Six years ago when my son was born, I didn’t know what a blessing in disguise my impending divorce would be. When you’re left with no money and an infant in tow, needs pretty much get stripped down to the basics. Food – check, diapers – check, clothes – check, toys – cross, smartphones and tablets – cross. And so it came to be that my son spent the first few years of his life with very few toys and no gadgets in the house.
For three years there was no smartphone, no tablet instead we went out. A lot. Our days were spent in the park from the time that he was six months old; sometimes we even had our meals there. He played in the mud, discovered hidden insects, collected rocks,sticks, and leaves, and climbed trees. Before he turned 4 he was riding a cycle without training wheels. The lack of gadgetry let him explore his real world, it stimulated him in a way screen time never could.
Would I have made the same choices if I had been able to afford it? I don’t know, but I’m so glad that I was too broke to indulge in smartphones and tablets. It gave my son an opportunity I see too many children losing out on today. When I hear people saying “kids are born with gadgets in their hands today” or “my child doesn’t eat without a screen” I wonder if parents know that the responsibility for that lies upon them.
Arhant first saw an iPad when he was nearly 3 and half years old. At 6 years of age, he now has access to iPads, smartphones and televisions. But given a choice, he still chooses to go out to the park. I know technology will be an intrinsic part of his life as he grows up, but for now it’ll be a limited part of his childhood.
Janamashtmi, the birth day of Lord Krishna, brings back a vivid and happy childhood memory of spending hours creating arts scenes from his life in the front verandah (porch) of houses with neighbourhood friends across age groups. While this tradition has died over the years in India like many others which involve “real play” with other kids, I decided to indulge in an act of art creation with my son to relive the memory and keep him engaged on his day off from school. His existing love for vehicles, our recent trip to Kerela where he made merry on the boat, and, more importantly, depiction of boat in most art scenes of Krishna, made me choose the vehicle for our first act of joint creation.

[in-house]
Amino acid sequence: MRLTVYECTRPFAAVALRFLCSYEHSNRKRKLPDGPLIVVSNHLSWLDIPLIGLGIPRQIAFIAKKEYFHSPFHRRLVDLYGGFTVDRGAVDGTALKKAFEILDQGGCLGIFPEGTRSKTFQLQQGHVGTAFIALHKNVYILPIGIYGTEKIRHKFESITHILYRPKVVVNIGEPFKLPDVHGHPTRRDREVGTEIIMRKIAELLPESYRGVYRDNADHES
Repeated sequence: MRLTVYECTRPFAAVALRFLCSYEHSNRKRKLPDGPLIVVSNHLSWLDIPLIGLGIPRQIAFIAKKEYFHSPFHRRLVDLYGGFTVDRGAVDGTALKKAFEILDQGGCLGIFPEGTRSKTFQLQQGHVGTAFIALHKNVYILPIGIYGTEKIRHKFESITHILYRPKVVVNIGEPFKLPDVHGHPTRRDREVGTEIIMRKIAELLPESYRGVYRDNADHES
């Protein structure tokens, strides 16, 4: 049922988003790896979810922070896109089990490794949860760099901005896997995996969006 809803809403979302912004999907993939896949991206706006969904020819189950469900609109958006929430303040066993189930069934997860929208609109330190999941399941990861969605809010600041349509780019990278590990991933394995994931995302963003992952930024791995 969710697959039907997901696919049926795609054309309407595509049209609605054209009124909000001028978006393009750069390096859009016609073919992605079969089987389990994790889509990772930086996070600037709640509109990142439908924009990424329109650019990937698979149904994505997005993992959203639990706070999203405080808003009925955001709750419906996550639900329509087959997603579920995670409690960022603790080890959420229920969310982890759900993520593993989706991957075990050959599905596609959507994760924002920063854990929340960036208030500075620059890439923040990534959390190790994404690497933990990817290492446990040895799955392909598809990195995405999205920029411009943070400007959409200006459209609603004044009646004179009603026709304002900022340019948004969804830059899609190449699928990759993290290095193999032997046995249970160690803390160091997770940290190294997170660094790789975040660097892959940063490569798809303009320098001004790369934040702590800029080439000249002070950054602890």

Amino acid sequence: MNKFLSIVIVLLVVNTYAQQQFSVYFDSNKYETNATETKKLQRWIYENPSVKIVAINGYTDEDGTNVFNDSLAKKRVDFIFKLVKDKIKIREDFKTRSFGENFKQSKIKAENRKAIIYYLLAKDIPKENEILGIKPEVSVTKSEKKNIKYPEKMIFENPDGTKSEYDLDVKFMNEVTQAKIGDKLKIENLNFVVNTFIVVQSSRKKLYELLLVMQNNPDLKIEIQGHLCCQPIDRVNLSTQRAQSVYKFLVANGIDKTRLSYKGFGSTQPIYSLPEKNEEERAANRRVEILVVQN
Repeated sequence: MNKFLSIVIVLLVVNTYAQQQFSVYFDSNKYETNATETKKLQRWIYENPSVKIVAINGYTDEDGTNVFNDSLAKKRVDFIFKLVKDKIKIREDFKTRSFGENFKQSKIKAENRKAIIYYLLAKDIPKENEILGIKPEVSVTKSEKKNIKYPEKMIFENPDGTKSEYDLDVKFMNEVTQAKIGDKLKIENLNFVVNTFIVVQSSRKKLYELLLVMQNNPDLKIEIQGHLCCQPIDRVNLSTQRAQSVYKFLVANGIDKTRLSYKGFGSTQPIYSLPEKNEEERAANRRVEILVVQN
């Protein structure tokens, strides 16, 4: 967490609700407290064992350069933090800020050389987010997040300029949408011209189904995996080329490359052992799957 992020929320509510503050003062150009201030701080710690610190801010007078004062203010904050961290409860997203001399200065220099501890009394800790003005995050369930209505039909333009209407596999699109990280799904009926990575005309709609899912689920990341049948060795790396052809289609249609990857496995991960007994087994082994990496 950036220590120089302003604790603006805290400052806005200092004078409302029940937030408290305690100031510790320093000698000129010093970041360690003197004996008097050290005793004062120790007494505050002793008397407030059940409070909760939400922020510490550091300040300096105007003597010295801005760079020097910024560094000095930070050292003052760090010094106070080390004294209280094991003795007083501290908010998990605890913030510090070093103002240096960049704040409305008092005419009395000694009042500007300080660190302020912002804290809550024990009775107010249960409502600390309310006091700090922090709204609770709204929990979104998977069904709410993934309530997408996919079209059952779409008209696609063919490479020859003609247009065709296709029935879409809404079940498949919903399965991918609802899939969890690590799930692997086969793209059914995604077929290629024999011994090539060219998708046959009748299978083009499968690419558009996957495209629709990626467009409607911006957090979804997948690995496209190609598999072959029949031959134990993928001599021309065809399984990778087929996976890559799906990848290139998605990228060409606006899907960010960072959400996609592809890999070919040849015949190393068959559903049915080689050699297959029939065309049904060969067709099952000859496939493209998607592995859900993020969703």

To begin with, I encouraged him to empty out the craft items created out of everyday objects from a cardboard box and hunt for coloured matchsticks as they would fit well in the form and help him learn a new shape – rectangle. While he excitedly started handing the sticks one by one to me for pasting calling out yellow rectangle, orange rectangle, the joy lasted only for 10 sticks. Soon after he started climbing on the cardboard box to pull a nearby lamp, taking on the naughty child avatar of Krishna.
To distract him from his mischievous acts, I asked him to get some atta (round wheat ball) from the refrigerator. Though he loved the opportunity of rolling it on the chakla (wooden board) with belan (round implement used to make chapatis) and tracing the shape of letter b (for boat) with his black magnet, he found greater joy in picking the tiny black dals and sticking them one by one with his fingers in the b shaped cavity created by the object.
Surprised and delighted at seeing him enjoy getting his hands messy, I encouraged him to complete the boat creation by dipping the sticks in fevicol instead of handing them clean. To add a finishing touch, we pasted a big rectangle (ice cream stick) in the middle inspired by the cover image on Oliver Jeffer’s Lost and Found and his love for umbrella. When I checked the time at the end, it had been more than an hour – the longest he had been engaged in a particular activity, but perhaps it would have been more fun and lasted longer if there were other kids involved in the creation.